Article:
From opening the bowling in the Indian Premier League to leading the Test bowling attack at home, Ashwin the spinner has worn many hats. There is a hesitation to call him a classical off-spinner like Harbhajan Singh because of a perceived overdependence on variations. Yet, Ashwin can spin the ball just fine. Thing with Ashwin is, he always wants to outthink the batsman. Which is why he is possibly the only international bowler to have tried innovations like the ‘carom’ ball or loading up with the ball hid behind his back (during the Tamil Nadu Premier League) before releasing it while keeping the other arm almost static. He is much more conservative in Tests but not always does Ashwin rely only on the pitch. Like the way he got the nimble-footed Dan Lawrence stumped right after a chat with wicketkeeper Rishabh Pant. Everything about that dismissal said it had been worked down to the last detail. Once he did that, England started hesitating coming down the track to him.
Picking up Ben Stokes’s wicket in both innings with a patient con game exemplifies all that Ashwin does with the ball. They share a history too. Before this Test, Ashwin had dismissed Stokes eight times in 17 innings, mostly in front-foot positions (see graphic). In his second innings in the 2nd Test, all Stokes looked to do was block, having recognised the need to stall the inevitable for as long as possible. It doesn’t come naturally to him. Still, Stokes managed to not score a run for 21 consecutive deliveries, including 16 from Ashwin. But Ashwin had used that time to set his man up. Starting with two flatter deliveries in the 38th over, Ashwin gave the ball more air and let it drift in using the breeze.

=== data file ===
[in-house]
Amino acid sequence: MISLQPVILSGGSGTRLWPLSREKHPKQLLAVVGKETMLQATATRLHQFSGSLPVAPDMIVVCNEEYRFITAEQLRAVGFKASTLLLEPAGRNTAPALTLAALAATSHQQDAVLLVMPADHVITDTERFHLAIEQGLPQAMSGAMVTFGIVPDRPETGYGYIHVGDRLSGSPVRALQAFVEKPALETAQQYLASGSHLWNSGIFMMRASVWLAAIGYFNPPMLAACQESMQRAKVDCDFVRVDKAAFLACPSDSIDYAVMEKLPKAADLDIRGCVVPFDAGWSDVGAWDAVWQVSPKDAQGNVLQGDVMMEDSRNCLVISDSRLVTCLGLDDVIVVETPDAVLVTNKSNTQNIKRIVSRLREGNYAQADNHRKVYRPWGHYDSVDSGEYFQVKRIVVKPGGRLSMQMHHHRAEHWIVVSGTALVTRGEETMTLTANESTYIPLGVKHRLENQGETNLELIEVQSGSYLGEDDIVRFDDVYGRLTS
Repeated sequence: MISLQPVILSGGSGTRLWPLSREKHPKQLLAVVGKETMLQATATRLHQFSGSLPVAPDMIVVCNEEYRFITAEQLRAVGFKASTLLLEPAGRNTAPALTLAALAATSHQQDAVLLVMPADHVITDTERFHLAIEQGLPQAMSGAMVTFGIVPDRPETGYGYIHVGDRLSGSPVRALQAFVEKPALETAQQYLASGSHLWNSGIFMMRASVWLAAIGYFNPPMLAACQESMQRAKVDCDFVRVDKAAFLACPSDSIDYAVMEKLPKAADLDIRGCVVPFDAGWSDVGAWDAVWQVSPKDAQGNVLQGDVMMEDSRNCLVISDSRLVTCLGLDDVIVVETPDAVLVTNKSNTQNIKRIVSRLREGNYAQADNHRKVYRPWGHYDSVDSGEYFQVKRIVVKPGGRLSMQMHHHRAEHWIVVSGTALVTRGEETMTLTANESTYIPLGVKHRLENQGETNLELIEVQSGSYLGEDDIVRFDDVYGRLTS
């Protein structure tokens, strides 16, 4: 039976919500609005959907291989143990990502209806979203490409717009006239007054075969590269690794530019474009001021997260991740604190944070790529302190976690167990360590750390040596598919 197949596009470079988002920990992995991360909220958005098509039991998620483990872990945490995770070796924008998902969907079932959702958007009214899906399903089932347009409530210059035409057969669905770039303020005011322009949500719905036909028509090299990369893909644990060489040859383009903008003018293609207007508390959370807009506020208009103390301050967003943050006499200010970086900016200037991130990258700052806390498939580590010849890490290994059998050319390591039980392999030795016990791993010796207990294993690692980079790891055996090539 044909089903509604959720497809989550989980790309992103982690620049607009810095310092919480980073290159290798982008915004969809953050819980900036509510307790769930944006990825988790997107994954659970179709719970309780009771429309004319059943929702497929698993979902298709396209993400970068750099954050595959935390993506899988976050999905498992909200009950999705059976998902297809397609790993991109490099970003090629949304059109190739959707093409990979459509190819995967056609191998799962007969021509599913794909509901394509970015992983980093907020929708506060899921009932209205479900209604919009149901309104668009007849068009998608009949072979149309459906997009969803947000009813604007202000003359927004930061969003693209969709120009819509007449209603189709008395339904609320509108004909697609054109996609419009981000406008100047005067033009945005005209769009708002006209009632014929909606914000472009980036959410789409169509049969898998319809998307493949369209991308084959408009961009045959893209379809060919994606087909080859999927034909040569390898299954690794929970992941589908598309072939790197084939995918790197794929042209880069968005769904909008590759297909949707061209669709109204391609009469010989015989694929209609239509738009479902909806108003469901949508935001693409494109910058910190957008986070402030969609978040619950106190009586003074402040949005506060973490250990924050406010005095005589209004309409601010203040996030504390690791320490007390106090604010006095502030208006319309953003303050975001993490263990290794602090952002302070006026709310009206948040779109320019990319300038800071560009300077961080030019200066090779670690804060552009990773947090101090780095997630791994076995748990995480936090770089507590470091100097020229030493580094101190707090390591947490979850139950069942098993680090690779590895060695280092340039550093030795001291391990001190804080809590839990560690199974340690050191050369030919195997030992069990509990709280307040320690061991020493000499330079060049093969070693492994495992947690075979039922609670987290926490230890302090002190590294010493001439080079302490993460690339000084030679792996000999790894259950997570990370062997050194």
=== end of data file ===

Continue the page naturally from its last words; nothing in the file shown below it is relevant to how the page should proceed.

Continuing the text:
“I thought because he was defending I could use the drift. There was a bit of cross-breeze so I changed my loading up and tried to drift it back in. A non-turning ball on this pitch could be the more deadly one,” Ashwin said later. Stokes was playing for spin though. Registered in his muscle memory was the first innings dismissal where he missed a full-length delivery that had drifted in as well but turned to take the top of his off stump. Ashwin’s five deliveries to Stokes before that alternated in lengths: short, flighted, an arm ball, a tossed-up delivery and finally, a flat length ball that was defended on the back-foot. Stokes was primed to face a fuller ball but Ashwin surprised him by pitching it up further. Stokes missed it completely.
“I wanted to push the ball a little up so that I could get him to play an aggressive shot,” said Ashwin of the first innings dismissal.
In the second innings too, the ball pitched on the exact same line, but Ashwin held back the length a little. Instead of turning, the ball maintained its trajectory. Stokes played for turn and ended up inside-edging it, sending the ball ballooning to Virat Kohli’s hands at second slip. It was just a small sample of Ashwin’s vast repertoire, but one which offered an alluring glimpse at a strategic mind constantly trying to out-think the opponent.